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Tag: animal control

After 10 years, Marvin is back

marvin

Three months after they had to put their dog Snickers down due to kidney problems a Charlotte family got a call from their local animal control office.

“Are you missing a dog?” the voice on the phone asked.

Emotionally speaking, they were — but John Dixon knew the caller had no way of knowing that, and suspected that’s not what the caller meant.

“No, not that I know of,” Dixon answered.

The animal control office representative then mentioned a name: “Marvin?”

Dixon said they’d had a dog named Marvin 10 years ago, but gave it to another family.

The office told Dixon that the dog had been picked up and identified based on a microchip — one placed in Marvin more than 10 years ago when he belonged to the Dixons, after he bit a girl at a baseball game.

The biting incident and Marvin’s rambunctious behavior were what led the Dixons — painful as it was — to find a new home for the Australian shepherd.

That he was back and in need of a home — so soon after they’d lost Snickers — struck the Dixons as fate.

“Don’t you kill that dog,” John Dixon said he told the animal shelter.

marvin2The family paid a $10 fee to adopt Marvin and brought him home.

Dixon says Marvin is still playful, but much calmer now that he’s older.

Once home, even after 10 years, Marvin seemed to remember their house and even knew which door to use.

Dixon recalled it wasn’t easy giving him up then. His son and daughter, 6 and 8 at the time, both cried.

“It absolutely broke our hearts, but we couldn’t take care of him,” Dixon, told the Charlotte Observer.

After Marvin, the family adopted Snickers. Last year Snickers’ kidneys began to fail, and the family made the decision to the dog down.

A month and a half later, this past February, the Dixons got the call from Charlotte-Mecklenburg Animal Care & Control.

(Photos by Davie Hinshaw / The Charlotte Observer)

How to erase a smile: Michigan dog whose photo went viral is now an outlaw

smileydogA dog whose smile went viral this month on the Internet has been deemed an outlaw — based entirely on his looks.

Diggy was adopted by Michigan musician Dan Tillery, and a heartwarming photo of the two of them with big smiles on their faces (left) has been shared widely on social media.

But once Tillery brought the dog home to Waterford Township, they were met with a frown.

The township bans pit bulls, and when police received “several complaints” about Diggy — not based on any bad behavior, just based on his looks — police officers visited Tillery’s home.

“Based on their observations, it was determined the dog was part pit bull/pit bull terrier,” Police Lt. Todd Hasselbach said.

Listen more closely to his remarks and you can hear they are oozing something very close to what, in the human community, we’d call racism.

He confirms that Diggy is being judged based on looks alone. He says any percentage of pit bull in Diggy — no matter how small — makes him a pit bull. And he says Diggy can’t be permitted to live in Waterford Township because of the “zero tolerance” ordinance, which has been “in effect for many years.” As if that makes it right.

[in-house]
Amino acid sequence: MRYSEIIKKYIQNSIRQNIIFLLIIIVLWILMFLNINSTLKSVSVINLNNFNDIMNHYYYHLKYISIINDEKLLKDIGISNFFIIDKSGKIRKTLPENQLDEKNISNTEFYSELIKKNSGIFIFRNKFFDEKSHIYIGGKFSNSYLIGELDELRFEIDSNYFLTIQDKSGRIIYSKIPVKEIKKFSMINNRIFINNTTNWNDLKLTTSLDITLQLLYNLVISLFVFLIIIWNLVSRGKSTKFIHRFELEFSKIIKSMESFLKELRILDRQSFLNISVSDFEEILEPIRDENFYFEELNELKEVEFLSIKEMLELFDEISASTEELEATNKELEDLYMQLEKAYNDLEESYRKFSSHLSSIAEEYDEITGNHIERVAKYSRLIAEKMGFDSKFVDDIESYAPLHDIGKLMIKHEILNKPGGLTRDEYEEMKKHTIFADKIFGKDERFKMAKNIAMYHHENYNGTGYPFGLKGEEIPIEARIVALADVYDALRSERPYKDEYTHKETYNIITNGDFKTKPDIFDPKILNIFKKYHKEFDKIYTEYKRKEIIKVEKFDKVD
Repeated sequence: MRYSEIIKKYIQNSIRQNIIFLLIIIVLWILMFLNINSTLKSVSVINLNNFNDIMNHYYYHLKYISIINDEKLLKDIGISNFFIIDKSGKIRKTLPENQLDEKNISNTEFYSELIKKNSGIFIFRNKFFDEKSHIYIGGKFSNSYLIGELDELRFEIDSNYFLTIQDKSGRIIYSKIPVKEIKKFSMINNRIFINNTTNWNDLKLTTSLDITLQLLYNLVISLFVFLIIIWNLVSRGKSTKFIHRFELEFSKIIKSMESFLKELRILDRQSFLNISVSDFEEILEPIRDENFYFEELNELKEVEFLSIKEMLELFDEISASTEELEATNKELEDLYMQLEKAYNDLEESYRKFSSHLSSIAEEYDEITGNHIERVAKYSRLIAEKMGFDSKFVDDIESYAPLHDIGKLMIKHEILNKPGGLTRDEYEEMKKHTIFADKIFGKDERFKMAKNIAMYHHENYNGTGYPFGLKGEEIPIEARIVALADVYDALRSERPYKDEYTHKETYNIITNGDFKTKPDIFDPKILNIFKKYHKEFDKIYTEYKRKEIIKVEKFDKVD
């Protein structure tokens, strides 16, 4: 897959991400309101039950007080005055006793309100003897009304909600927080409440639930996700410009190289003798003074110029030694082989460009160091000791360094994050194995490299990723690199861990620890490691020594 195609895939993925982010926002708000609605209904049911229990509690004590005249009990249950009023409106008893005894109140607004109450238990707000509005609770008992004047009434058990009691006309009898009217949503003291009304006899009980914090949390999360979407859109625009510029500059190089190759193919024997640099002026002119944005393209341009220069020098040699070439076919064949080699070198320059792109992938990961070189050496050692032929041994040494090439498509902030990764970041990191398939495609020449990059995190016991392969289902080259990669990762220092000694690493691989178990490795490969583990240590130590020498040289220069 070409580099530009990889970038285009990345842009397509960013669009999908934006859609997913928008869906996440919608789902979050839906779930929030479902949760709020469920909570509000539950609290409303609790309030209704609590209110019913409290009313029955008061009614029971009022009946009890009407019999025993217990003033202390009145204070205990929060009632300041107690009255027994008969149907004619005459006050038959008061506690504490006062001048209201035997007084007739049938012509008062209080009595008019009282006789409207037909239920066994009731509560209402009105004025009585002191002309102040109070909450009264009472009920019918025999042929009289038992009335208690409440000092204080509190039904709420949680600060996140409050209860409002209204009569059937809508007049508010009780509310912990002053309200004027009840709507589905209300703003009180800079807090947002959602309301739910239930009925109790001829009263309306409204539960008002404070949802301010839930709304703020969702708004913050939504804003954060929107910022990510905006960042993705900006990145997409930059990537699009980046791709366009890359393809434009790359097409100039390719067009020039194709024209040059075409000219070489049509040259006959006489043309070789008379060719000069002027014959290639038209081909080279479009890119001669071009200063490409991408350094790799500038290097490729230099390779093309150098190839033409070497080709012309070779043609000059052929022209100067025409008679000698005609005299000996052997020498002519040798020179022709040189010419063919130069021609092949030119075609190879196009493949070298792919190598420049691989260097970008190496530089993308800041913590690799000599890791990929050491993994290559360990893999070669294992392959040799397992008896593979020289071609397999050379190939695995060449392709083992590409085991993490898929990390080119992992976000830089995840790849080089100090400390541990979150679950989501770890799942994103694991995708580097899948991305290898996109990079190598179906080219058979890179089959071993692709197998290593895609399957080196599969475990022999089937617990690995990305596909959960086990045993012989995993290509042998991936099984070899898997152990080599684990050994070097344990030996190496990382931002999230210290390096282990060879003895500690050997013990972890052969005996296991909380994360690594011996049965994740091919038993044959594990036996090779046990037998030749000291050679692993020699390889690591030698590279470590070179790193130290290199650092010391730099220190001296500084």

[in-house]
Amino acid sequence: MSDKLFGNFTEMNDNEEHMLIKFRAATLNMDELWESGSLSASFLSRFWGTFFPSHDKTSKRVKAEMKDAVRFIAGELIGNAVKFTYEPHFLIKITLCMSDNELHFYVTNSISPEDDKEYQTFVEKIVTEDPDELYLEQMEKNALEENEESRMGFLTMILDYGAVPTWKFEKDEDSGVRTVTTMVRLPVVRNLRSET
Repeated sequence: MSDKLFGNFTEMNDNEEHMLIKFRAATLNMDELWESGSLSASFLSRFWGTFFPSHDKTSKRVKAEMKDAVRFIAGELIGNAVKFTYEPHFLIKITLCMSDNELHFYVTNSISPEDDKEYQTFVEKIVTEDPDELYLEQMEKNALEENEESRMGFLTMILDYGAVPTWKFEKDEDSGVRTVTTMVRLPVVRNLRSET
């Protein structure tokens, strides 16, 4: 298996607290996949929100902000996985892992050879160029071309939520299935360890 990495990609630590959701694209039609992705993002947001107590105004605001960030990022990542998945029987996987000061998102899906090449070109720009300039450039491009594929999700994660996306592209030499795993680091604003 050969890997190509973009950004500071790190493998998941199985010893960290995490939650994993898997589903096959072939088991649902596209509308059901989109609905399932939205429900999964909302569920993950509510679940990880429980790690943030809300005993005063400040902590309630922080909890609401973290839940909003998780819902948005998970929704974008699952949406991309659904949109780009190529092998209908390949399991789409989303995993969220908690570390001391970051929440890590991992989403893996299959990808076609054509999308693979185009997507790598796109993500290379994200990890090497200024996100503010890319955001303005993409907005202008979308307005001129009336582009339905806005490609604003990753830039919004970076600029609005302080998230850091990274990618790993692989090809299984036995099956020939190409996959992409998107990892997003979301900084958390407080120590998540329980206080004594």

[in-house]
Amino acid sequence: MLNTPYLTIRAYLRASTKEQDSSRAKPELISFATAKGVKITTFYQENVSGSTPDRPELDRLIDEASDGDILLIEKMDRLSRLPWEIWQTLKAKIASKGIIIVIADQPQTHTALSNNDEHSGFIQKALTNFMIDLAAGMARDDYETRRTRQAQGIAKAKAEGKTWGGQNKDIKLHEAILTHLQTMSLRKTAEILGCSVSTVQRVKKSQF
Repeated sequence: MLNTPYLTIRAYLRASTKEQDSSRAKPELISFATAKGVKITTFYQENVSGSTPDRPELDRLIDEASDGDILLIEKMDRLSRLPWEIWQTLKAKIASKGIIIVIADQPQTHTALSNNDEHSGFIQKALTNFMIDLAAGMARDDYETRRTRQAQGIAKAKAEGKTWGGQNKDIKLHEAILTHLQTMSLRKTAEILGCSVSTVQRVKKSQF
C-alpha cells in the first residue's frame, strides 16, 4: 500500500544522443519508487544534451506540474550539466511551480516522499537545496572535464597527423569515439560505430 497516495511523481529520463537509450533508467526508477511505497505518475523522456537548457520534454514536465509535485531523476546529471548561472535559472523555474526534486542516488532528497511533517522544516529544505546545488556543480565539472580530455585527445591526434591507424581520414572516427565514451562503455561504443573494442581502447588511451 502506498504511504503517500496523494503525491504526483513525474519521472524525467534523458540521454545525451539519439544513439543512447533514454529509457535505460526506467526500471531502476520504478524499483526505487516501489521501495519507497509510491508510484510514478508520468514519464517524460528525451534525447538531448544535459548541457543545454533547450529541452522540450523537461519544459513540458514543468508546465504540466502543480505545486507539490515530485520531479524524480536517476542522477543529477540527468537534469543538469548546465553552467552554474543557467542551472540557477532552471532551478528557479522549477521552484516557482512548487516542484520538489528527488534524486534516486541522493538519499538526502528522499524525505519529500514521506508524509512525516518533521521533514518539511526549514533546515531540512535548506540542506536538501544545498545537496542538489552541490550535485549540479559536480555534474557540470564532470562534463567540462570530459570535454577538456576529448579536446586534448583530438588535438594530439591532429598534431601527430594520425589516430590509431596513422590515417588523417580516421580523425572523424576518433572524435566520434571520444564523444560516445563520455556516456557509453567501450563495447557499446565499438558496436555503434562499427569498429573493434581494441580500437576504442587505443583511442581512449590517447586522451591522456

Sounding like a lawman from the old west, or maybe more like a 1960’s sheriff from the deep south, went on to say Diggy has three days to get out of town.

diggyAll that would be a pretty troubling series of events, in my view, whether Diggy is a pit bull or not.

And he may not be.

Diggy was picked up as a stray earlier this year by Detroit Animal Care and Control, which classified him as an American bulldog.

Detroit Dog Rescue, the only no-kill shelter in the city, later pulled Diggy from the facility and put him up for adoption, according to ABC News’ local affiliate WXYZ.

Tillery and his girlfriend adopted Diggy after seeing a photo posted on the nonprofit rescue group’s Facebook page. In that post, Diggy — then named Sir Wiggleton — was described as a “2 year old American bulldog/pit bull mix that loves the water and is just a big goofball.”

In the week after his adoption, Diggy became an internet sensation after Tillery posted a photo of him smiling with his new dog.

Owning a pit bull in Waterford is an ordinance violation that can carry a $500 fine. Police didn’t cite Tillery but told him he had until today to relocate the dog to another town.

diggy2Waterford police said if a veterinarian deems Diggy to be an American bulldog or another permitted breed, with no pit bull in him, then he can stay — but they say it has to be a vet of the police department’s choosing.

Kristina Millman-Rinaldi, executive director of Detroit Dog Rescue, said the organization already had a vet deem Diggy an American bulldog, and called the Waterford Township city clerk’s office beforehand to make sure there were no restrictions on that breed.

Waterford Township defines pit bulls as dogs that “substantially conform to the breed standards established by the American Kennel Club” for American pit bull terriers, Staffordshire bull terriers, or American Staffordshire terriers.

And the ordinance allows police officers to make that call — based on the dog’s looks and their previous experience with pit bulls.

An online petition to lift the dangerous dog ban in Waterford has garnered nearly 40,000 signatures.

D.A.’s office not bringing charges in the case of Cesar, Simon and the pot-bellied pig